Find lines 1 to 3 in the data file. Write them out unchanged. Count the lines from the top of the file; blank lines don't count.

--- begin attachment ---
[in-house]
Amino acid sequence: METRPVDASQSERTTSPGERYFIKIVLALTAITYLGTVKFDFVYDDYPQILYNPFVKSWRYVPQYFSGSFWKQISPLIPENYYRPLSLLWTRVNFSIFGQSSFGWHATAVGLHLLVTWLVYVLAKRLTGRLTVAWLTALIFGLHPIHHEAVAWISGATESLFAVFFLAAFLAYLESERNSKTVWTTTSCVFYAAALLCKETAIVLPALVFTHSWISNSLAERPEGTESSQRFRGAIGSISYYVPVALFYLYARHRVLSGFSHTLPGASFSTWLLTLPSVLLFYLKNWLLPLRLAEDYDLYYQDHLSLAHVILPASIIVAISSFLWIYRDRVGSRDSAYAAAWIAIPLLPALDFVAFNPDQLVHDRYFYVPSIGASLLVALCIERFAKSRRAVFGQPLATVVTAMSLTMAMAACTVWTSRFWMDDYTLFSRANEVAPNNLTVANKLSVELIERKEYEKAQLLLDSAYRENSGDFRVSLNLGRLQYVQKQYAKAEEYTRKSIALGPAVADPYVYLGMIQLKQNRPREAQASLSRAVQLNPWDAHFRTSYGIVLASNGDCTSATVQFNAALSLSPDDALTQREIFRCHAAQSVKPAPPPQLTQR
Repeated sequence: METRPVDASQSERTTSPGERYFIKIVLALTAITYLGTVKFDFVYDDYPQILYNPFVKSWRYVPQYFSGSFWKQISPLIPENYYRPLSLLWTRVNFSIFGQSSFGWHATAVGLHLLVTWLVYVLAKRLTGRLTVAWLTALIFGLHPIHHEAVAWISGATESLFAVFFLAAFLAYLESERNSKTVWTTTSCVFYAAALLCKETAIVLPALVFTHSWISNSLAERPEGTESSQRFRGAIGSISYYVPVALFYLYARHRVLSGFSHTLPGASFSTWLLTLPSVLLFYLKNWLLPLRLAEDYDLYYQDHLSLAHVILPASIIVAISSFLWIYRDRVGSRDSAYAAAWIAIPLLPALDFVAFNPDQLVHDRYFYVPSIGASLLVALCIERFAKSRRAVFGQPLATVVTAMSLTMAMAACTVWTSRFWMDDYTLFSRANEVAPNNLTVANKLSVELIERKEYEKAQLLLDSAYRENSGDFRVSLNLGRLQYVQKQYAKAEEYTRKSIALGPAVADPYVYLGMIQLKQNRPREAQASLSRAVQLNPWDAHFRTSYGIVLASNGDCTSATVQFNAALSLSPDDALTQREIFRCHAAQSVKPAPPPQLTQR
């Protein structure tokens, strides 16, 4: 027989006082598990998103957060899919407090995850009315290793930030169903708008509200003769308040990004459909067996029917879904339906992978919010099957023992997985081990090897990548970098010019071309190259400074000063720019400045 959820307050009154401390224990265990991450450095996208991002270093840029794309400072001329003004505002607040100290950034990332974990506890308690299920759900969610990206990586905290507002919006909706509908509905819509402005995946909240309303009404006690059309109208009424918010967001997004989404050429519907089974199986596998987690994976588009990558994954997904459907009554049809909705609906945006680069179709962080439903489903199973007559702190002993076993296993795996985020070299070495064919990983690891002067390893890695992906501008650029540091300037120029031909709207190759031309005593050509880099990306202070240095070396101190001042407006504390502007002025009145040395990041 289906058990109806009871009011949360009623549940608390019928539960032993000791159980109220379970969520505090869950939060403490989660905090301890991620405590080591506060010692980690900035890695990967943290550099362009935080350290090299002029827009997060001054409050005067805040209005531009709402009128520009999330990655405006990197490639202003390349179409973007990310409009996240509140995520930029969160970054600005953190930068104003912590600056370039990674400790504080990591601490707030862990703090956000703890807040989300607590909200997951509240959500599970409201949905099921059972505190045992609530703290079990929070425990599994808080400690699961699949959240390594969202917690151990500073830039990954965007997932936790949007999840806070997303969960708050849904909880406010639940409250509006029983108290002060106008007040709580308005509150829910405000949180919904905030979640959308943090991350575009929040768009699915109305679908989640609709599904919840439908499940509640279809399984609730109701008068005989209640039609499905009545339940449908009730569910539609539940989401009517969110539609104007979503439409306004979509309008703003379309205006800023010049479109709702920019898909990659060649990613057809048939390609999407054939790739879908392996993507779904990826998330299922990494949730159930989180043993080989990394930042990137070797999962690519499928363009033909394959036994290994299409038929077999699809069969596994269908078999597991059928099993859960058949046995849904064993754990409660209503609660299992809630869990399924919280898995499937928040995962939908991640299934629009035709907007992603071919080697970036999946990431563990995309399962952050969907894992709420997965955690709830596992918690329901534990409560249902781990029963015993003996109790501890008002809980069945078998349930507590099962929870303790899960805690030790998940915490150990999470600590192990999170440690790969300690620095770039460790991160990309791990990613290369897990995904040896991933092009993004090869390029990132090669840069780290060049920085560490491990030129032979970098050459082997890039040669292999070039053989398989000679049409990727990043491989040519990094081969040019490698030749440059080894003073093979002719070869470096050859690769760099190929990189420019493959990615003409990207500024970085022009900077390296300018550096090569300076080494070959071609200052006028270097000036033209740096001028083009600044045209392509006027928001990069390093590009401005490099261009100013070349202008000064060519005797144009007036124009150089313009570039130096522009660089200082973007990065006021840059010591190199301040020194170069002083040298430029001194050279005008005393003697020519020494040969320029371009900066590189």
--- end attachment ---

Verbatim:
[in-house]
Amino acid sequence: METRPVDASQSERTTSPGERYFIKIVLALTAITYLGTVKFDFVYDDYPQILYNPFVKSWRYVPQYFSGSFWKQISPLIPENYYRPLSLLWTRVNFSIFGQSSFGWHATAVGLHLLVTWLVYVLAKRLTGRLTVAWLTALIFGLHPIHHEAVAWISGATESLFAVFFLAAFLAYLESERNSKTVWTTTSCVFYAAALLCKETAIVLPALVFTHSWISNSLAERPEGTESSQRFRGAIGSISYYVPVALFYLYARHRVLSGFSHTLPGASFSTWLLTLPSVLLFYLKNWLLPLRLAEDYDLYYQDHLSLAHVILPASIIVAISSFLWIYRDRVGSRDSAYAAAWIAIPLLPALDFVAFNPDQLVHDRYFYVPSIGASLLVALCIERFAKSRRAVFGQPLATVVTAMSLTMAMAACTVWTSRFWMDDYTLFSRANEVAPNNLTVANKLSVELIERKEYEKAQLLLDSAYRENSGDFRVSLNLGRLQYVQKQYAKAEEYTRKSIALGPAVADPYVYLGMIQLKQNRPREAQASLSRAVQLNPWDAHFRTSYGIVLASNGDCTSATVQFNAALSLSPDDALTQREIFRCHAAQSVKPAPPPQLTQR
Repeated sequence: METRPVDASQSERTTSPGERYFIKIVLALTAITYLGTVKFDFVYDDYPQILYNPFVKSWRYVPQYFSGSFWKQISPLIPENYYRPLSLLWTRVNFSIFGQSSFGWHATAVGLHLLVTWLVYVLAKRLTGRLTVAWLTALIFGLHPIHHEAVAWISGATESLFAVFFLAAFLAYLESERNSKTVWTTTSCVFYAAALLCKETAIVLPALVFTHSWISNSLAERPEGTESSQRFRGAIGSISYYVPVALFYLYARHRVLSGFSHTLPGASFSTWLLTLPSVLLFYLKNWLLPLRLAEDYDLYYQDHLSLAHVILPASIIVAISSFLWIYRDRVGSRDSAYAAAWIAIPLLPALDFVAFNPDQLVHDRYFYVPSIGASLLVALCIERFAKSRRAVFGQPLATVVTAMSLTMAMAACTVWTSRFWMDDYTLFSRANEVAPNNLTVANKLSVELIERKEYEKAQLLLDSAYRENSGDFRVSLNLGRLQYVQKQYAKAEEYTRKSIALGPAVADPYVYLGMIQLKQNRPREAQASLSRAVQLNPWDAHFRTSYGIVLASNGDCTSATVQFNAALSLSPDDALTQREIFRCHAAQSVKPAPPPQLTQR